New South Head Road, Rose Bay
Military training was once conducted on an Australian naval ship commemorated by Tingira Reserve. The HMAS Tingira, named after the Aboriginal word 'open sea' was moored in Rose Bay from 1912 to 1927. It was used to train over 3,000 sailors for naval duties during World War 1. The park has access to Rose Bay beach.
Rose Bay ferry wharf and bus service
The reserve was created in two bits - in 1962 and in 1977, as a monument to HMAS Tingira, a naval training ship moored on a swinging anchor in Rose Bay from 1912 to 1927 - often incorrectly pronounced 'Tingara'. The ship started life as a clipper, the Sobraon, built in 1866 in Aberdeen, Scotland and was the largest composite ship ever built.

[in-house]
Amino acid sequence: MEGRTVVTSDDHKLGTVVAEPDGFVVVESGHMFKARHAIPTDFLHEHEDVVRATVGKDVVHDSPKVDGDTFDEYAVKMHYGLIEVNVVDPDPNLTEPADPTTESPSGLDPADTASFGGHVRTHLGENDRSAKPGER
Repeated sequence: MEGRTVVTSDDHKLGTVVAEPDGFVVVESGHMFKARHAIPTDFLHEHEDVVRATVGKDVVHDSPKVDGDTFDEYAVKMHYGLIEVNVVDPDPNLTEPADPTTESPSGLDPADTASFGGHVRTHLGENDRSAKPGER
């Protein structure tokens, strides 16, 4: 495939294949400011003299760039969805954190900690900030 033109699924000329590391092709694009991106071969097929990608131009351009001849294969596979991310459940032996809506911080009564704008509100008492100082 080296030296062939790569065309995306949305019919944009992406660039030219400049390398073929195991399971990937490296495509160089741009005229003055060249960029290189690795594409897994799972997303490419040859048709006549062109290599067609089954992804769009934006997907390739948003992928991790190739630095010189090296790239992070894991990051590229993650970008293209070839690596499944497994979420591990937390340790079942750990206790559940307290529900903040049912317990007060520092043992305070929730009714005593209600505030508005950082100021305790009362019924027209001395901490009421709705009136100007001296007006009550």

After 25 years on the England - Australia run she was pressed into service as a 'Nautical School' for naughty boys and, berthed off Cockatoo Island, serving in this capacity for nearly 20 years. She was purchased by the Commonwealth Government in 1911, refitted to accommodate 200 trainees, repainted white with yellow masts and renamed HMAS Tingira- an Aboriginal word purporting to mean 'open sea'.
After decommissioning, she was placed in Berrys Bay, serving as a coal hulk, stores ship and for a time a hostel for destitute men. She was scuttled at sea in 1941. The Memorial in Tingira Reserve commemorates the ship and some 100 of the boys who trained in her.